With the limited waiver period for the Public Service Loan Forgiveness (PSLF) program quickly approaching its expiration date, a group of 20 attorneys general are calling on the Biden administration and the Department of Education (ED) to use their authority to ensure eligible borrowers are able to make the most of the temporary changes enacted through executive authority.
Specifically, the letter calls on the administration to extend the waiver’s deadline past October 31, and implement expansions to the program that would make PSLF available to more borrowers.
“The pandemic has placed a tremendous strain on public service workers who served on the frontlines to keep our communities safe, healthy, and educated,” said Massachusetts Attorney General Maura Healey. “We are urging the Biden Administration to ensure that the PSLF Program and the Limited PSLF Waiver effectively alleviates the financial strain of student debt, and credits public servants for all the months of service they have provided as our nation recovers.”
The letter argues that all forbearance periods — not just periods covered by the ongoing pause on federally-held student loan payments and interest accrual — should automatically count toward loan forgiveness for all federal loan borrowers in order to “address pervasive servicer misconduct” that they say resulted in missed opportunities for borrowers to make qualifying payments.
State officials are also calling on the administration to expand the waiver benefits to include all Parent PLUS borrowers, as well as borrowers who obtained Federal Family Education Loan (FFEL) joint consolidation loans with spouses.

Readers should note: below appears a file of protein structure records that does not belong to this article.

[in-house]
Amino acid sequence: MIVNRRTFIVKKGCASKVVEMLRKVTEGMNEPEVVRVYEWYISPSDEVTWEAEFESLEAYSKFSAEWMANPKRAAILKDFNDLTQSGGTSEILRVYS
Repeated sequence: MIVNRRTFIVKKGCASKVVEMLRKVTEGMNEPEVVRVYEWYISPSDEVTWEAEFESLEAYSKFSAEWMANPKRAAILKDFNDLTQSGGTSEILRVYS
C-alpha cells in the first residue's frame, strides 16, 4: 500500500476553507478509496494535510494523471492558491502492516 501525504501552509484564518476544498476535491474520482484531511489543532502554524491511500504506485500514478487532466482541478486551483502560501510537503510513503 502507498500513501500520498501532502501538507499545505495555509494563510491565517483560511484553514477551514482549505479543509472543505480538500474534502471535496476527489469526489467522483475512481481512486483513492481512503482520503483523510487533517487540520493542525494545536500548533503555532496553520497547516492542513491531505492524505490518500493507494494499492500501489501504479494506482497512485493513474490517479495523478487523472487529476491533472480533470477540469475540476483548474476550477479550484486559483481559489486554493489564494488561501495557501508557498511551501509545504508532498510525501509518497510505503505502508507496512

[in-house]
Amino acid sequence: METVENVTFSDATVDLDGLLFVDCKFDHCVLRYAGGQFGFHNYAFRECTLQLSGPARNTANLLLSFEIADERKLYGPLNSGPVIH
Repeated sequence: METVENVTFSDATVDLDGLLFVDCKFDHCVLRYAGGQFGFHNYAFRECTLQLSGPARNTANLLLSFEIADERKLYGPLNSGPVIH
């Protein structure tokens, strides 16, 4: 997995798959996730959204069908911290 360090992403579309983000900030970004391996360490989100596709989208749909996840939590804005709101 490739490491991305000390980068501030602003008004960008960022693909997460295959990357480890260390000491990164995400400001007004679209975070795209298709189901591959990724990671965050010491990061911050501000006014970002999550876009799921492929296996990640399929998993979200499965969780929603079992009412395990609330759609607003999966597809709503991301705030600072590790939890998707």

The attorneys general also cite the ongoing student loan moratorium as a point of confusion for borrowers trying to make sense of their repayment options.
“Given that large numbers of borrowers have not been required to actively deal with their loans throughout the payment pause, many will not consider the Limited PSLF Waiver until they return to repayment status, are put in touch with a servicer, and are again required to grapple with their loans,” the letter reads. Ending the waiver as planned on Oct. 31, 2022 leaves borrowers with just two months to reengage in loan repayment and explore waiver benefits, they added.
During the 2022 NASFAA National Conference, the head of Federal Student Aid (FSA) Richard Cordray, said he was very worried the PSLF waiver would run out before all eligible borrowers take advantage of the benefit. Cordray also said he was pushing hard to get approval for the waiver to be extended, but such a move could face hurdles due to limits in executive authority.
Currently, the student loan moratorium is slated to expire on August 31. In the coming weeks, ahead of the expiration date, Biden is expected to make an announcement on a possible extension of the moratorium, as well as any plans for potential student loan forgiveness.
Publication Date: 8/3/2022